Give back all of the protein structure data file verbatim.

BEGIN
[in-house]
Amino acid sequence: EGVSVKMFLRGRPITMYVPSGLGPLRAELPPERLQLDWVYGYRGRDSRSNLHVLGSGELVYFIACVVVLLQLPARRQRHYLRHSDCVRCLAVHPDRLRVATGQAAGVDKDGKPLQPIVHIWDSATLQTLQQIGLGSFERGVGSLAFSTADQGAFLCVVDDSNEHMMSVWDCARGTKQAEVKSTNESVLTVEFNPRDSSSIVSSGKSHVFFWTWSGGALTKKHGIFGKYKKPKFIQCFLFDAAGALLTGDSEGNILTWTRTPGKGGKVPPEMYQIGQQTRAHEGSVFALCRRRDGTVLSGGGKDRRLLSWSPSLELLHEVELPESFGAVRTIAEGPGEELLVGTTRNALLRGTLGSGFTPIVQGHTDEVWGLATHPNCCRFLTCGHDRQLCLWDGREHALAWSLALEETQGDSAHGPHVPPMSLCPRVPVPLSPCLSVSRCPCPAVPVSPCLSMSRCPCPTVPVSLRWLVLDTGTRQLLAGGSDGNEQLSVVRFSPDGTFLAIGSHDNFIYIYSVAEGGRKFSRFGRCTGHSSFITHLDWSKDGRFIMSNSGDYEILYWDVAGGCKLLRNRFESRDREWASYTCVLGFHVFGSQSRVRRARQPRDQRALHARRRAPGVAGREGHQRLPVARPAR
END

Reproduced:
[in-house]
Amino acid sequence: EGVSVKMFLRGRPITMYVPSGLGPLRAELPPERLQLDWVYGYRGRDSRSNLHVLGSGELVYFIACVVVLLQLPARRQRHYLRHSDCVRCLAVHPDRLRVATGQAAGVDKDGKPLQPIVHIWDSATLQTLQQIGLGSFERGVGSLAFSTADQGAFLCVVDDSNEHMMSVWDCARGTKQAEVKSTNESVLTVEFNPRDSSSIVSSGKSHVFFWTWSGGALTKKHGIFGKYKKPKFIQCFLFDAAGALLTGDSEGNILTWTRTPGKGGKVPPEMYQIGQQTRAHEGSVFALCRRRDGTVLSGGGKDRRLLSWSPSLELLHEVELPESFGAVRTIAEGPGEELLVGTTRNALLRGTLGSGFTPIVQGHTDEVWGLATHPNCCRFLTCGHDRQLCLWDGREHALAWSLALEETQGDSAHGPHVPPMSLCPRVPVPLSPCLSVSRCPCPAVPVSPCLSMSRCPCPTVPVSLRWLVLDTGTRQLLAGGSDGNEQLSVVRFSPDGTFLAIGSHDNFIYIYSVAEGGRKFSRFGRCTGHSSFITHLDWSKDGRFIMSNSGDYEILYWDVAGGCKLLRNRFESRDREWASYTCVLGFHVFGSQSRVRRARQPRDQRALHARRRAPGVAGREGHQRLPVARPAR